Finally, Lincoln believed that transforming the dispute from a conflict to preserve the Union to a crusade against slavery would dissuade the threatening British and French from supporting the Confederacy. With its new stated purpose, the Civil War would now have huge societal repercussions. The largest and most complex issue of Reconstruction was how to go about admitting the Confederate states back into the Union. President Lincoln’s plans were quite lenient, accepting the seceded states back into the Union even if by vote only a minority of a state’s white males took an oath of loyalty to the United States. However, John Wilkes Booth assassinated him before any of his plans could go into action.
Racism and Reconstruction Although Lincoln's Plan of Reconstruction was not put into effect in the South after the Civil War, if it had been racism would have been almost completely avoided in the 20th century. Licoln's proposed plan was called the "10% Plan." It called for 10% of the people would voted in the 1860 Election to take a pledge of loyalty to the Union. This plan was met by harsh oppostion by the Radical Republicans in Congress who viewed the South as conquered territory. These Radicals said that Lincoln's plan was much too soft.
Reconstruction would start after the Civil war. President Lincoln had started the crusade in helping Black Americans for civil rights with the Emancipation proclamation, freeing all the slaves in the current rebeling states in 1863. This would then lead to the 13th Amendment (1865), the 14th Amendment (1868) and the 15th Amendment that would attempt to give the vote and citizenship to freed slaves. The Federal Government during the beginning would work to protect Black Americans showing that it wasn’t just down to Black leaders for Civil rights. Despite Congresses best efforts, President Andrew Johnson would be unlike his Predecessor.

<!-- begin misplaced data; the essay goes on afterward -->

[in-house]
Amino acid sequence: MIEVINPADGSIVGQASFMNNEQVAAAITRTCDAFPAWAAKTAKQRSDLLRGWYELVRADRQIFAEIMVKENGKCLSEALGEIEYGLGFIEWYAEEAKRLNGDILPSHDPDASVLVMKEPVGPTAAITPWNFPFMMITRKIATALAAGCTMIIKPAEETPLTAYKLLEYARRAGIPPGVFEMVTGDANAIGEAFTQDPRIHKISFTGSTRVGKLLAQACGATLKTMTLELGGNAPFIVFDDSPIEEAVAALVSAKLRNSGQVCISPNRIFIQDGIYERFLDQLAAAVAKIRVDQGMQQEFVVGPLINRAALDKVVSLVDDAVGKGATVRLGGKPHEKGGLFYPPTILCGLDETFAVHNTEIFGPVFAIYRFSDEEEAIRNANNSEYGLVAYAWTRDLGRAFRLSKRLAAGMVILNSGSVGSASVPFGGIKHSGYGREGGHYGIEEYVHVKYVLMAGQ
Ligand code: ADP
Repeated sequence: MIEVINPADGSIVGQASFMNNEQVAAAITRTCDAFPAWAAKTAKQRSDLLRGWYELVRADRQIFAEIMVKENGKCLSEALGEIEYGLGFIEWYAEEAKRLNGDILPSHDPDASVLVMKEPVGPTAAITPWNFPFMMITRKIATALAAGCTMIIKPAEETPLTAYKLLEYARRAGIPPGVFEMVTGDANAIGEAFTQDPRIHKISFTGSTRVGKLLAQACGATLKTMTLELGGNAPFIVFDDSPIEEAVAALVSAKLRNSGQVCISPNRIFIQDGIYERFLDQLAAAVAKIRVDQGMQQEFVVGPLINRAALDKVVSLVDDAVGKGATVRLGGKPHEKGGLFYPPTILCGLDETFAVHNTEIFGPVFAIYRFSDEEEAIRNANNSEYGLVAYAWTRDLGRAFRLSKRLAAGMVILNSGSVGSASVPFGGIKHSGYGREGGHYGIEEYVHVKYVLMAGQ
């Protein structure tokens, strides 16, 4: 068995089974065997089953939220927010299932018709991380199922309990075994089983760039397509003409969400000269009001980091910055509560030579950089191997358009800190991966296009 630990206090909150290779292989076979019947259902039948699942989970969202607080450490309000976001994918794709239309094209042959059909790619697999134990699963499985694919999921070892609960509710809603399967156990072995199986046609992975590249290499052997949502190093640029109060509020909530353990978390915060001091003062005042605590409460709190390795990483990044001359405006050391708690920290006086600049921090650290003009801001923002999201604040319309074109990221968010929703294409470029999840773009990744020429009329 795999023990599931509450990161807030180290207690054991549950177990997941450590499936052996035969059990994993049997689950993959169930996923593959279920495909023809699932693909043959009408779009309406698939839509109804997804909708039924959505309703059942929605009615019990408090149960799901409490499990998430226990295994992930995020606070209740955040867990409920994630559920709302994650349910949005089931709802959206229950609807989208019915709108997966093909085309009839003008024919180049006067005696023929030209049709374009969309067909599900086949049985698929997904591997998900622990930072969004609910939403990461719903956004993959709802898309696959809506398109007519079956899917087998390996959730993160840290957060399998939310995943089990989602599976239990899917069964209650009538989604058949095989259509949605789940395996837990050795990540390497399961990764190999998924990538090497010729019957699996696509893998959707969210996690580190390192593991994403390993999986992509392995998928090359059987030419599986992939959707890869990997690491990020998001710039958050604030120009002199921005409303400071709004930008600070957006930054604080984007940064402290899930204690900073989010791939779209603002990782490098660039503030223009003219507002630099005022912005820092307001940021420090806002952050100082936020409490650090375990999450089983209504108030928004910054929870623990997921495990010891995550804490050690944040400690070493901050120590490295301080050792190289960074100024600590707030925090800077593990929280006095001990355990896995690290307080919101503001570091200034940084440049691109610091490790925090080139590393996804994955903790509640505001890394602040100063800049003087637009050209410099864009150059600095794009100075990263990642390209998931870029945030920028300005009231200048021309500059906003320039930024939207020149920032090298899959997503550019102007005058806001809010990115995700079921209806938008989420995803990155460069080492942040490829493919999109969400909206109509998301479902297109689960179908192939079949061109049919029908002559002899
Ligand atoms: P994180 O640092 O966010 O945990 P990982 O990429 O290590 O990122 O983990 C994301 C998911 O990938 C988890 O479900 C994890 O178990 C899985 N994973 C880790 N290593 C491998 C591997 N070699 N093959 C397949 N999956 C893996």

The general goal was to reconstruct the country economically, socially, and politically after being torn apart by the Civil War. Much controversy surrounded the readmission of the Confederacy to the Union, another major goal of Reconstruction. Radical Republicans in Congress wanted to make it difficult and to punish the South for seceding. President Andrew Johnson, Lincoln’s predecessor, did not feel this was necessary and pardoned majority of Southerners and their leaders. Another major goal was to ensure that blacks were given protection and their full rights as American citizens.
The primary goal of Reconstruction after the Civil War would have been- in my Reconstruction Plan- mainly based around the integration of freed African Americans into Southern society. Many problems faced by Southerners that led up to the Civil War and followed it were centered around racial hatred and slavery. When that factor is removed from Southern society, easing the Ex-Confederate states back into the union should be much easier. Furthermore, ex-Confederates should be given rights like any other citizen of the United States. They should not be imprisoned, fined, banished, or discriminated against in any way.